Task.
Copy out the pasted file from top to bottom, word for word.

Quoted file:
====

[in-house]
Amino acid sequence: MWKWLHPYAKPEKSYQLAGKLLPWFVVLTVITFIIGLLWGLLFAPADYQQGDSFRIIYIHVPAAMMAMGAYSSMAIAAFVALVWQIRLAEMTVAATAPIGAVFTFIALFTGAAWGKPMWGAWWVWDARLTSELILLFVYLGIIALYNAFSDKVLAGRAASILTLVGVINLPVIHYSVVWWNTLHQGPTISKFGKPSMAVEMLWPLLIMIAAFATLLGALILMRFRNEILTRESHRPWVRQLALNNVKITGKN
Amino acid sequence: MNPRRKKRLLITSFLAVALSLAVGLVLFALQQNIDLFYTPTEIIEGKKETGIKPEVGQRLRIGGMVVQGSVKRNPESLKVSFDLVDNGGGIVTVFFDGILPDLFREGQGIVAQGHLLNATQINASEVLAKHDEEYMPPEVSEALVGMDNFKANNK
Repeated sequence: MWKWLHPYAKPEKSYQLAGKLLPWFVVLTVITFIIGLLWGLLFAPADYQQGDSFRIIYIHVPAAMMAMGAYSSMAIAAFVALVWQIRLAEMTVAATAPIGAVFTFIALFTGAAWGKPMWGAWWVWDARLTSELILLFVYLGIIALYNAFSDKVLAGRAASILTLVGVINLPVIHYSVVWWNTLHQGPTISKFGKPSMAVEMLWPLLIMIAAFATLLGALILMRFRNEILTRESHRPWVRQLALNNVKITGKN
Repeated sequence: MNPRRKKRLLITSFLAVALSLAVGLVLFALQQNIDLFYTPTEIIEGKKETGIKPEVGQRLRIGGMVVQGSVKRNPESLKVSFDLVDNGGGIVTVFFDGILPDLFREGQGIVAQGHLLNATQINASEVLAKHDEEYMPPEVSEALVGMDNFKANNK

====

[in-house]
Amino acid sequence: MWKWLHPYAKPEKSYQLAGKLLPWFVVLTVITFIIGLLWGLLFAPADYQQGDSFRIIYIHVPAAMMAMGAYSSMAIAAFVALVWQIRLAEMTVAATAPIGAVFTFIALFTGAAWGKPMWGAWWVWDARLTSELILLFVYLGIIALYNAFSDKVLAGRAASILTLVGVINLPVIHYSVVWWNTLHQGPTISKFGKPSMAVEMLWPLLIMIAAFATLLGALILMRFRNEILTRESHRPWVRQLALNNVKITGKN
Amino acid sequence: MNPRRKKRLLITSFLAVALSLAVGLVLFALQQNIDLFYTPTEIIEGKKETGIKPEVGQRLRIGGMVVQGSVKRNPESLKVSFDLVDNGGGIVTVFFDGILPDLFREGQGIVAQGHLLNATQINASEVLAKHDEEYMPPEVSEALVGMDNFKANNK
Repeated sequence: MWKWLHPYAKPEKSYQLAGKLLPWFVVLTVITFIIGLLWGLLFAPADYQQGDSFRIIYIHVPAAMMAMGAYSSMAIAAFVALVWQIRLAEMTVAATAPIGAVFTFIALFTGAAWGKPMWGAWWVWDARLTSELILLFVYLGIIALYNAFSDKVLAGRAASILTLVGVINLPVIHYSVVWWNTLHQGPTISKFGKPSMAVEMLWPLLIMIAAFATLLGALILMRFRNEILTRESHRPWVRQLALNNVKITGKN
Repeated sequence: MNPRRKKRLLITSFLAVALSLAVGLVLFALQQNIDLFYTPTEIIEGKKETGIKPEVGQRLRIGGMVVQGSVKRNPESLKVSFDLVDNGGGIVTVFFDGILPDLFREGQGIVAQGHLLNATQINASEVLAKHDEEYMPPEVSEALVGMDNFKANNK